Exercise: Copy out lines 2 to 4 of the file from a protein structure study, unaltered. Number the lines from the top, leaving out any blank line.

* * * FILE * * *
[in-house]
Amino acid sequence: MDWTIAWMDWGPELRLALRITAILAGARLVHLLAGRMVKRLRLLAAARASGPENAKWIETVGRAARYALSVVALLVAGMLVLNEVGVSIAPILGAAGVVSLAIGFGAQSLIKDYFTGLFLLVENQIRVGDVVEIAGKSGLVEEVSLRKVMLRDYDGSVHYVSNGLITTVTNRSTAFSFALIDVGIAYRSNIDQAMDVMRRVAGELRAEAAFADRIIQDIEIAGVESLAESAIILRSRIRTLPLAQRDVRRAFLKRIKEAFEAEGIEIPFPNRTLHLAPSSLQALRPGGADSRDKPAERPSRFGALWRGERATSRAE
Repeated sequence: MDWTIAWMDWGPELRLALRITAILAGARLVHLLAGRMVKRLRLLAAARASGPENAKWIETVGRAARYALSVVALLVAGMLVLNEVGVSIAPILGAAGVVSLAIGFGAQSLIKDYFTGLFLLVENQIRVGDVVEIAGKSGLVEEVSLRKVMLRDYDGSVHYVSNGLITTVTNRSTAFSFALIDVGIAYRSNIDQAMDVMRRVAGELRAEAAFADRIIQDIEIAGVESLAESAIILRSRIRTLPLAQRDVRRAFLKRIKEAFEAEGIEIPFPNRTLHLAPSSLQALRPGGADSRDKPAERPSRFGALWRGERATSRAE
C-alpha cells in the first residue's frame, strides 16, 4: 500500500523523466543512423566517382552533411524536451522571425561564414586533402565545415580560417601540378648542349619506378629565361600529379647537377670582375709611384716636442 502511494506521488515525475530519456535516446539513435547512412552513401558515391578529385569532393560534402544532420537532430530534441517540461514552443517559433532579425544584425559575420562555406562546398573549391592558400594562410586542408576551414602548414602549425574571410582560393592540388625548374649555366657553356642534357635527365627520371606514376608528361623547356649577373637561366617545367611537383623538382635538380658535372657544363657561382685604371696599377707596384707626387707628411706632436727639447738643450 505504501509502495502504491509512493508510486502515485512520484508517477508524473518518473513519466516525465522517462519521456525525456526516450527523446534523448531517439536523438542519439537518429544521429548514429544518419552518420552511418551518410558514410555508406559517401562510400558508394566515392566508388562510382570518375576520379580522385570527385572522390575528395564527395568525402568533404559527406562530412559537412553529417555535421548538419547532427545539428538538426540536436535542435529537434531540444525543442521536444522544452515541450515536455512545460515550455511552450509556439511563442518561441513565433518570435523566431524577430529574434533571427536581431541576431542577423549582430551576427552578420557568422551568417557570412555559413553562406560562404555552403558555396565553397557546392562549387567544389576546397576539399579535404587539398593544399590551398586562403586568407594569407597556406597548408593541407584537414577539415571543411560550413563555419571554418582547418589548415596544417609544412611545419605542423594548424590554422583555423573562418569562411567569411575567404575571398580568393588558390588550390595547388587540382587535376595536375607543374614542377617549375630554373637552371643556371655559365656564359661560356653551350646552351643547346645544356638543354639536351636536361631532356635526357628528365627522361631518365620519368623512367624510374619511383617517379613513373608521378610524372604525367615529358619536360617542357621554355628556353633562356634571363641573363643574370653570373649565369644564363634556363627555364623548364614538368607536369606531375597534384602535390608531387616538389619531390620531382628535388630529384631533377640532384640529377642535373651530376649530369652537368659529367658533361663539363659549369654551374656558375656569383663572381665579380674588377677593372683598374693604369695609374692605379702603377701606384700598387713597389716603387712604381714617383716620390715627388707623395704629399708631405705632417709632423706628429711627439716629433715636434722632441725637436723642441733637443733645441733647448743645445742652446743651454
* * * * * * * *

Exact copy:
Amino acid sequence: MDWTIAWMDWGPELRLALRITAILAGARLVHLLAGRMVKRLRLLAAARASGPENAKWIETVGRAARYALSVVALLVAGMLVLNEVGVSIAPILGAAGVVSLAIGFGAQSLIKDYFTGLFLLVENQIRVGDVVEIAGKSGLVEEVSLRKVMLRDYDGSVHYVSNGLITTVTNRSTAFSFALIDVGIAYRSNIDQAMDVMRRVAGELRAEAAFADRIIQDIEIAGVESLAESAIILRSRIRTLPLAQRDVRRAFLKRIKEAFEAEGIEIPFPNRTLHLAPSSLQALRPGGADSRDKPAERPSRFGALWRGERATSRAE
Repeated sequence: MDWTIAWMDWGPELRLALRITAILAGARLVHLLAGRMVKRLRLLAAARASGPENAKWIETVGRAARYALSVVALLVAGMLVLNEVGVSIAPILGAAGVVSLAIGFGAQSLIKDYFTGLFLLVENQIRVGDVVEIAGKSGLVEEVSLRKVMLRDYDGSVHYVSNGLITTVTNRSTAFSFALIDVGIAYRSNIDQAMDVMRRVAGELRAEAAFADRIIQDIEIAGVESLAESAIILRSRIRTLPLAQRDVRRAFLKRIKEAFEAEGIEIPFPNRTLHLAPSSLQALRPGGADSRDKPAERPSRFGALWRGERATSRAE
C-alpha cells in the first residue's frame, strides 16, 4: 500500500523523466543512423566517382552533411524536451522571425561564414586533402565545415580560417601540378648542349619506378629565361600529379647537377670582375709611384716636442 502511494506521488515525475530519456535516446539513435547512412552513401558515391578529385569532393560534402544532420537532430530534441517540461514552443517559433532579425544584425559575420562555406562546398573549391592558400594562410586542408576551414602548414602549425574571410582560393592540388625548374649555366657553356642534357635527365627520371606514376608528361623547356649577373637561366617545367611537383623538382635538380658535372657544363657561382685604371696599377707596384707626387707628411706632436727639447738643450 505504501509502495502504491509512493508510486502515485512520484508517477508524473518518473513519466516525465522517462519521456525525456526516450527523446534523448531517439536523438542519439537518429544521429548514429544518419552518420552511418551518410558514410555508406559517401562510400558508394566515392566508388562510382570518375576520379580522385570527385572522390575528395564527395568525402568533404559527406562530412559537412553529417555535421548538419547532427545539428538538426540536436535542435529537434531540444525543442521536444522544452515541450515536455512545460515550455511552450509556439511563442518561441513565433518570435523566431524577430529574434533571427536581431541576431542577423549582430551576427552578420557568422551568417557570412555559413553562406560562404555552403558555396565553397557546392562549387567544389576546397576539399579535404587539398593544399590551398586562403586568407594569407597556406597548408593541407584537414577539415571543411560550413563555419571554418582547418589548415596544417609544412611545419605542423594548424590554422583555423573562418569562411567569411575567404575571398580568393588558390588550390595547388587540382587535376595536375607543374614542377617549375630554373637552371643556371655559365656564359661560356653551350646552351643547346645544356638543354639536351636536361631532356635526357628528365627522361631518365620519368623512367624510374619511383617517379613513373608521378610524372604525367615529358619536360617542357621554355628556353633562356634571363641573363643574370653570373649565369644564363634556363627555364623548364614538368607536369606531375597534384602535390608531387616538389619531390620531382628535388630529384631533377640532384640529377642535373651530376649530369652537368659529367658533361663539363659549369654551374656558375656569383663572381665579380674588377677593372683598374693604369695609374692605379702603377701606384700598387713597389716603387712604381714617383716620390715627388707623395704629399708631405705632417709632423706628429711627439716629433715636434722632441725637436723642441733637443733645441733647448743645445742652446743651454